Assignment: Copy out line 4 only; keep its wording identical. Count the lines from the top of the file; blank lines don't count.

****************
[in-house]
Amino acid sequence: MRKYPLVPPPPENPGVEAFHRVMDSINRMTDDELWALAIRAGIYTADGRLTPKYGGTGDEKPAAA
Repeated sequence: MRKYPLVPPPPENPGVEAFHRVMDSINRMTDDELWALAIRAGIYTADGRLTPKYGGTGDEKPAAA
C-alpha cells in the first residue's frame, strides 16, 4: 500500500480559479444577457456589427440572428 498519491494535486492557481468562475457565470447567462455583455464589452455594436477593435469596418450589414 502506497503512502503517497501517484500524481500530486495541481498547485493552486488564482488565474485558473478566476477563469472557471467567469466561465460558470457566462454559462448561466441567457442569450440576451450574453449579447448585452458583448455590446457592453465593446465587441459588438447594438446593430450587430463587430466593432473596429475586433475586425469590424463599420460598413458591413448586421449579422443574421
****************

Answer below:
C-alpha cells in the first residue's frame, strides 16, 4: 500500500480559479444577457456589427440572428 498519491494535486492557481468562475457565470447567462455583455464589452455594436477593435469596418450589414 502506497503512502503517497501517484500524481500530486495541481498547485493552486488564482488565474485558473478566476477563469472557471467567469466561465460558470457566462454559462448561466441567457442569450440576451450574453449579447448585452458583448455590446457592453465593446465587441459588438447594438446593430450587430463587430466593432473596429475586433475586425469590424463599420460598413458591413448586421449579422443574421